The Information and Communication Technology sector has been supported by the progressive policies and regulatory interventions of the government, and by the WBG and development partners under the e-Ghana and e-Transform projects. A vibrant private sector bolsters investments and offers innovative products and services to consumers. By 2016, mobile phone penetration exceeded 100% in Ghana, compared to 1% in 2000. Greater availability of high-speed internet and falling wholesale prices are helping a growing domestic industry of business process outsourcing and information technology-enabled services. The local industry creates jobs for the country’s youth, as well as economic output and export revenue. The ICT sector in Ghana produced 8,700 jobs, and export revenue of $72 million. 

    Last Updated: Oct 05, 2017

  • The World Bank country program in Ghana is coordinated with other development partners. The WBG carried out a Performance and Learning Review to assess the progress of the Ghana–WBG Country Partnership Strategy (CPS) for FY13–16 that had extended the strategy end date from FY16 to FY18. The review brought together partners in civil society, development, the private sector and government. Similar partnerships were demonstrated during the preparation of the Ghana: Policy Agenda for Growth and Shared Prosperity. Partners reviewed their development plans and revamped the architecture for donor coordination and dialogue to recognize the emerging importance of the private sector and newer, non-traditional partners.

    Multilateral Investment Guarantee Agency (MIGA) Operations

    MIGA currently insures four active projects in Ghana, supporting power, telecoms, clean water, and oil and gas supply, with total gross exposure of $265 million. MIGA's support is aligned with the first pillar of the CPS, which calls for raising private sector competitiveness through engagements in private and financial sector development, the modernization of agriculture, sustainable natural resource management, and investment in infrastructure.

    International Finance Corporation (IFC) Country Strategy and Operations

    Ghana is IFC’s 3rd largest exposure in Africa in terms of committed investment volume. As of December 2016, it had committed $1.81 billion of its own account in Ghana. IFC’s current program in Ghana consists of 31 projects, led by investments in infrastructure (74%), followed by manufacturing, agribusiness, and services (14%), and financial institutions, or FIs (11%). IFC’s infrastructure strategy is to support the entire energy value chain from generation to transmission and distribution. It also includes support to port logistics. In FIs, IFC provides small and medium enterprises (SMEs) access to credit by partnering with FIs, as well as by supporting trade finance, capital markets, and financial infrastructure development. IFC also seeks to leverage its investments in the financial sector to support value chains in agribusiness, as well as tourism and commercial real estate.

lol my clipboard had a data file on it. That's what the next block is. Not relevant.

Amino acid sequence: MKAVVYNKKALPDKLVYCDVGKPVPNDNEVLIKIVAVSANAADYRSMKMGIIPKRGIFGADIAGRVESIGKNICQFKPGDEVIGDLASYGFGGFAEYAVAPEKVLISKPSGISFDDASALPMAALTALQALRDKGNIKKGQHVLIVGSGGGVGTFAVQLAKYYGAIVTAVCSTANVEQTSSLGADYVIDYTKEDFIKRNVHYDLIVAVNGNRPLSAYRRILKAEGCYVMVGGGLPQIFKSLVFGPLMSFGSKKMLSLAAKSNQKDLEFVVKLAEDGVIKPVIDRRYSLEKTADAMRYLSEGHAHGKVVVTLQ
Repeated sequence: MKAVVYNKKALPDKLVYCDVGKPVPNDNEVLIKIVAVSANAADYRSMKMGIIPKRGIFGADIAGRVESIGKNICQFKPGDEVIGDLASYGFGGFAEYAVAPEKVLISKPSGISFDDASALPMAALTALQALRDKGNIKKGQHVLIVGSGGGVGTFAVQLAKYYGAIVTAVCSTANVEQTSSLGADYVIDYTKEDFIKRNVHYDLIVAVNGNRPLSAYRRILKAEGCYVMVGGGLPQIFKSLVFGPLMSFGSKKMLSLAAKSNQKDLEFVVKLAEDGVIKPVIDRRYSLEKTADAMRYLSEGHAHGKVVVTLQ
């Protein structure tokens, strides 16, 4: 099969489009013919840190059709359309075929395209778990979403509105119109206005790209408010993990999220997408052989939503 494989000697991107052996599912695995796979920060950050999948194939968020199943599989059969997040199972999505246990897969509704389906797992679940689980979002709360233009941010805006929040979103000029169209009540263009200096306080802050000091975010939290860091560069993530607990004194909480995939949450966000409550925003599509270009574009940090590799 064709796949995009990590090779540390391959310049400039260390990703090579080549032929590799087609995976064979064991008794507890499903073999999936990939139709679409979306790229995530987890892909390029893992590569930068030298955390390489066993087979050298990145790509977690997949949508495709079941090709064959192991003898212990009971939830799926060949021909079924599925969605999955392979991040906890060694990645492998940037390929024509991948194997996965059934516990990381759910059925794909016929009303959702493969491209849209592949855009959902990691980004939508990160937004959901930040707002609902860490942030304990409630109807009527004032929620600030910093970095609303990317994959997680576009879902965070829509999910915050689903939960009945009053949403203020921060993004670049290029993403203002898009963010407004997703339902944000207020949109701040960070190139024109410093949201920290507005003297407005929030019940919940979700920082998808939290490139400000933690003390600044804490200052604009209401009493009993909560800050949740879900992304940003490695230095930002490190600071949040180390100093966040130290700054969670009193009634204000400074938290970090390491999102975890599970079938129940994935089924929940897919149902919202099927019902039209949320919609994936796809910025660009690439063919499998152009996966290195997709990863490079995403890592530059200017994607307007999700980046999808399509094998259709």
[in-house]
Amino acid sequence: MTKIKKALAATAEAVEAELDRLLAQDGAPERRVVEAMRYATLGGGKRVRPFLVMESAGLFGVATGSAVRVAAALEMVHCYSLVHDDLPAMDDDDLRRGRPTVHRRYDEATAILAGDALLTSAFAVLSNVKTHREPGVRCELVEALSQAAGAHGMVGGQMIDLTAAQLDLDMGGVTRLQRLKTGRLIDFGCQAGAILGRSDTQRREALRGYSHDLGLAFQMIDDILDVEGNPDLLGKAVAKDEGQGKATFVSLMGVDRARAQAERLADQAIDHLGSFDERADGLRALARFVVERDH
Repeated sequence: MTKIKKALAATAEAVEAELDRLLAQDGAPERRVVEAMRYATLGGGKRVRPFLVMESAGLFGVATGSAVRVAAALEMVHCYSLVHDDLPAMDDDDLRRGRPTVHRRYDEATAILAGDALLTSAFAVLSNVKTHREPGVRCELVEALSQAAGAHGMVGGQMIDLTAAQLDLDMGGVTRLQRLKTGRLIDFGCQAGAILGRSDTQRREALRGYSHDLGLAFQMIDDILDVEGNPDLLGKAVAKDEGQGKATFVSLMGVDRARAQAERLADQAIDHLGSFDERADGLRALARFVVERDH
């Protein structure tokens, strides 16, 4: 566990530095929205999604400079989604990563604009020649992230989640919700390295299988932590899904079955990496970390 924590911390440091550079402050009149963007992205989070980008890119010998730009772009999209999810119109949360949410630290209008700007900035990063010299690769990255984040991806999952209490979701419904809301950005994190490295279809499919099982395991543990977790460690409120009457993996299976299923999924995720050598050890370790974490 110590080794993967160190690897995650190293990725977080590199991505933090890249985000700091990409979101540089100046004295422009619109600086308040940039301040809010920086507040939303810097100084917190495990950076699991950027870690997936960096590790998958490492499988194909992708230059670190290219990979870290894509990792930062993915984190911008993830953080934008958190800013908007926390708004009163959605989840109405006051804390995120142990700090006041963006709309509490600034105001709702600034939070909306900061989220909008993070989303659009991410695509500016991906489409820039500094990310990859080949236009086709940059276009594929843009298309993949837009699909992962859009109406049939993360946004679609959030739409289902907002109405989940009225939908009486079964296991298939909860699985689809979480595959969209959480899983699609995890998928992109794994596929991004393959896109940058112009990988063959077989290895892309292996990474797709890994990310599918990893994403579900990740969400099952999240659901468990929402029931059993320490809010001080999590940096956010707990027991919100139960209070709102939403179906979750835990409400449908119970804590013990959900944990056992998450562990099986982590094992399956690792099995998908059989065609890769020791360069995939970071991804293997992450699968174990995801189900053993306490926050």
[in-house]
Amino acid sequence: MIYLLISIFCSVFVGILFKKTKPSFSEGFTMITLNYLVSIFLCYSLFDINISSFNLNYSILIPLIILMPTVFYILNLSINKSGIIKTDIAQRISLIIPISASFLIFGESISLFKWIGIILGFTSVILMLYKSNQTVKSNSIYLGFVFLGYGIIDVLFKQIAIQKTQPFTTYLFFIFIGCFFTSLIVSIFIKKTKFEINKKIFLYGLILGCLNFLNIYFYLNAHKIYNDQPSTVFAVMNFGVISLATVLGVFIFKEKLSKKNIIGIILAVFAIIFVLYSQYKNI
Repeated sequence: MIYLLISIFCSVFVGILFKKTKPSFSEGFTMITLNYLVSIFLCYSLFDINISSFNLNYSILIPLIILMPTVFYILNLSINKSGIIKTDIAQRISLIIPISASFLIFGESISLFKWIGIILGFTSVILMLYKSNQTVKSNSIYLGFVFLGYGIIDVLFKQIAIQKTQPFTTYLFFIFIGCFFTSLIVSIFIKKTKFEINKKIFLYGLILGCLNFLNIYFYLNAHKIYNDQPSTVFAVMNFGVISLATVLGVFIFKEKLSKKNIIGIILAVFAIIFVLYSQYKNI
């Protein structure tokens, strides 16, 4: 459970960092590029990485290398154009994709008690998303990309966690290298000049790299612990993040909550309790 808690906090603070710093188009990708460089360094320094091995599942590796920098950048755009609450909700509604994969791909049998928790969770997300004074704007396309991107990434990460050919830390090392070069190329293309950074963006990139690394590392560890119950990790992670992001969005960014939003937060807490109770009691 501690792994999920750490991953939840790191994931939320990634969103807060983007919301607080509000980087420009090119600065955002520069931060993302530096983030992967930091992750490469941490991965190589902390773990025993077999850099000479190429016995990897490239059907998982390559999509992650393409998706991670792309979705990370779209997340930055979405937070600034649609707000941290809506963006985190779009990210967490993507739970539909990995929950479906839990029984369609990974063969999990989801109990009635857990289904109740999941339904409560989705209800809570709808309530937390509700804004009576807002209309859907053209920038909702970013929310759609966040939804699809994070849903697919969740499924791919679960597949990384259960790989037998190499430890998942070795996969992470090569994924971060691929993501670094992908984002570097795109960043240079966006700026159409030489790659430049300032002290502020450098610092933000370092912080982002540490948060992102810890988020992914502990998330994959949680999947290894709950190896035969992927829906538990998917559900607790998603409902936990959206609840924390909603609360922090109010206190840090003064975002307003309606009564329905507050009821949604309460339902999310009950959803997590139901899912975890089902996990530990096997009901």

The IFC has a $219 million investment pipeline that spans agribusiness, infrastructure (renewable energy), and services (finance and education). In advisory services, it has implemented over $41 million worth of projects ($6.4 million from its own funds) related to trade and competitiveness, financial markets, health, energy, and environmental and social governance. 

    Last Updated: Oct 05, 2017

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LENDING

Ghana: Commitments by Fiscal Year (in millions of dollars)*

*Amounts include IBRD and IDA commitments

MULTIMEDIA



PHOTO GALLERY

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In Depth

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Oct 11, 2017

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Watch, listen and click through the latest videos, podcasts and slideshows highlighting the World Bank’s work in Sub-Saharan Africa.

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Doing Business in Ghana

The Doing Business report provides objective measures of business regulations and their enforcement. See where your country ranks.

Additional Resources

Country Office Contacts

Main Office Contact
Plot #3
Corner of Independence Ave & 10th Street
Ridge, Accra, Ghana
+233-30-221-4100
Accra, Ghana
Kennedy Fosu
Communications Officer
+233-30-221-4142
kfosu@worldbank.org
Washington
Laura Kullenberg
Country Program Coordinator
1818 H Street NW
Washington DC 20433
USA
lkullenberg@worldbank.org